[Skip to Content]
Access to paid content on this site is currently suspended due to excessive activity being detected from your IP address 34.238.248.103. Please contact the publisher to request reinstatement.
[Skip to Content Landing]
Views 5,318
Citations 0
Original Investigation
July 20, 2020

Nonsteroidal Anti-inflammatory Drugs vs Cognitive Behavioral Therapy for Arthritis Pain: A Randomized Withdrawal Trial

Author Affiliations
  • 1Veterans Affairs Connecticut Healthcare System, West Haven
  • 2Section of Rheumatology, Yale University School of Medicine, New Haven, Connecticut
  • 3Yale University School of Medicine, New Haven, Connecticut
  • 4Veterans Affairs Boston Healthcare System, Boston, Massachusetts
  • 5Boston University School of Medicine, Boston, Massachusetts
  • 6North Florida/South Georgia Veterans Health System, Gainesville, Florida
  • 7Providence Veterans Affairs Medical Center, Providence, Rhode Island
JAMA Intern Med. Published online July 20, 2020. doi:10.1001/jamainternmed.2020.2821
Key Points

Question  Is replacing meloxicam with placebo noninferior to continued meloxicam, and is engaging in a telephone-based cognitive behavioral therapy program noninferior to continuing meloxicam for patients with knee osteoarthritis?

Findings  In this multicenter randomized withdrawal trial, the pain scores of patients randomized to stop meloxicam were inferior at 4 weeks to the pain scores of patients who continued meloxicam; the pain scores of patients who engaged in cognitive behavioral therapy after placebo were also inferior to the pain scores of patients who continued meloxicam. However, the pain score differences between the 2 groups were small (less than the minimal clinically important difference), and there were no statistically significant differences in patients’ reported global impression of change or function.

Meaning  Among patients with knee osteoarthritis, placebo and cognitive behavioral therapy (after placebo) are inferior to meloxicam.

Abstract

Importance  Nonsteroidal anti-inflammatory drugs (NSAIDs) are commonly prescribed for knee osteoarthritis. However, they are associated with uncertain long-term clinical benefit and significant toxic effects.

Objective  To evaluate whether discontinuing NSAIDs and engaging in a telephone-based cognitive behavioral therapy (CBT) program is noninferior to continuing NSAIDs for patients with knee osteoarthritis.

Design, Setting, and Participants  The Stopping NSAIDs for Arthritis Pain multicenter randomized withdrawal trial was conducted for 364 patients taking NSAIDs for knee osteoarthritis pain on most days of the week for at least 3 months between September 1, 2013, and September 30, 2018. Analysis was performed on an intent-to-treat basis.

Interventions  Participants discontinued their current NSAID and took 15 mg per day of meloxicam daily during a 2-week run-in period. Those who remained eligible were randomized in a 1:1 ratio to receive meloxicam or placebo for 4 weeks (blinded phase 1). Participants receiving meloxicam then continued this medication for 10 weeks, while those receiving placebo participated in a 10-week CBT program (unblinded phase 2).

Main Outcomes and Measures  The primary outcome measure was the Western Ontario and McMaster Universities Osteoarthritis Index (WOMAC) pain score at 4 weeks with the noninferiority margin set at 1. Secondary outcomes included the area under the curve of the pain score after 4 weeks as well as the WOMAC pain score, area under the curve of the pain score, WOMAC disability score, and global impression of change after treatment at 14 weeks.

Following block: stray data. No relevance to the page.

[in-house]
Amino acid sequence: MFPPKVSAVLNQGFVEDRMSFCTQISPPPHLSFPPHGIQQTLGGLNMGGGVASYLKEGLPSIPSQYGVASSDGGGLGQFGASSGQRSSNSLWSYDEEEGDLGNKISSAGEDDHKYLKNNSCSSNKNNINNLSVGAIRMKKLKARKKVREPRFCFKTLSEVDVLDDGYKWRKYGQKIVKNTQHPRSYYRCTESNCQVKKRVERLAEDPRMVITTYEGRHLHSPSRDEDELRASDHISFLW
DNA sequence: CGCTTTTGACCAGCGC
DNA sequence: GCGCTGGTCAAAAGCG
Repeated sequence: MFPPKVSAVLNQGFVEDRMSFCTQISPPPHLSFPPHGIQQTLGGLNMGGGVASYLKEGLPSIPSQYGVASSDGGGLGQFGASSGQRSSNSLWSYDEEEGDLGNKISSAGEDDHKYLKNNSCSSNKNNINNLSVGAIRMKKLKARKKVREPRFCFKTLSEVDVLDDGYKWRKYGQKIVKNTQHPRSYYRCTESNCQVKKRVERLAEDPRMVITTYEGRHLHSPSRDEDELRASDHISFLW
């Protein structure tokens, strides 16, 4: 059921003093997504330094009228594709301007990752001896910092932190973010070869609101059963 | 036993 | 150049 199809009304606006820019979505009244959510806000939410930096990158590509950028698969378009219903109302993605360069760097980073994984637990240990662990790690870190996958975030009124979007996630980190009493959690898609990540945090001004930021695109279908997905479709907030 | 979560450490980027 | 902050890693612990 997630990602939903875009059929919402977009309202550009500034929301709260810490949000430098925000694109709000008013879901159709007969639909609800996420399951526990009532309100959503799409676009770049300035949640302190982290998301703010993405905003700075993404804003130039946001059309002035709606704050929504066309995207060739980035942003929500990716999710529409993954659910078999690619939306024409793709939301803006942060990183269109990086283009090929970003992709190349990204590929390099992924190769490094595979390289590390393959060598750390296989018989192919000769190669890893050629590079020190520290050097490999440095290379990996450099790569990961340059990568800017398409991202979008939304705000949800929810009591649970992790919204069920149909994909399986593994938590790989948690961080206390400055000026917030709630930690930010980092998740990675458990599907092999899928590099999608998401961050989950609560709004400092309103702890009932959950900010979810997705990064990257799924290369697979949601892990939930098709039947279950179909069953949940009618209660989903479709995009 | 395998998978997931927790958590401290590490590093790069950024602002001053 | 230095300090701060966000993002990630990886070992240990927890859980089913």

Results  A total of 180 participants (161 men; mean [SD] age, 58. 2 [11.8] years) were randomized to receive placebo followed by CBT, and a total of 184 participants (154 men; mean [SD] age, 58.5 [10.0] years) were randomized to receive meloxicam. After adjustment for baseline pain and study site, the estimated mean difference in WOMAC pain score between the placebo and meloxicam groups after 4 weeks was 1.4 (95% CI, 0.8-2.0; noninferiority test P = .92). At week 14, the adjusted mean difference in WOMAC pain score between the placebo (followed by CBT) and meloxicam groups was 0.8 (95% CI, 0.2-1.4; noninferiority P = .28). There was no statistically significant difference in the global impression of change (mean difference in scores, –0.2; 95% CI, –0.4 to 0.1; P = .15) or lower extremity disability (mean difference in scores, 0.9; 95% CI, –1.4 to 3.2; P = .45) between the 2 groups after 14 weeks.

Conclusions and Relevance  Among patients with knee osteoarthritis, placebo and CBT (after placebo) are inferior to meloxicam. However, the WOMAC pain score differences between the 2 groups were small, and there were no statistically significant differences in participants’ global impression of change or function after 14 weeks.

Trial Registration  ClinicalTrials.gov Identifier: NCT01799213

Limit 200 characters
Limit 25 characters
Conflicts of Interest Disclosure

Identify all potential conflicts of interest that might be relevant to your comment.

Conflicts of interest comprise financial interests, activities, and relationships within the past 3 years including but not limited to employment, affiliation, grants or funding, consultancies, honoraria or payment, speaker's bureaus, stock ownership or options, expert testimony, royalties, donation of medical equipment, or patents planned, pending, or issued.

Err on the side of full disclosure.

If you have no conflicts of interest, check "No potential conflicts of interest" in the box below. The information will be posted with your response.

Not all submitted comments are published. Please see our commenting policy for details.

Limit 140 characters
Limit 3600 characters or approximately 600 words
    ×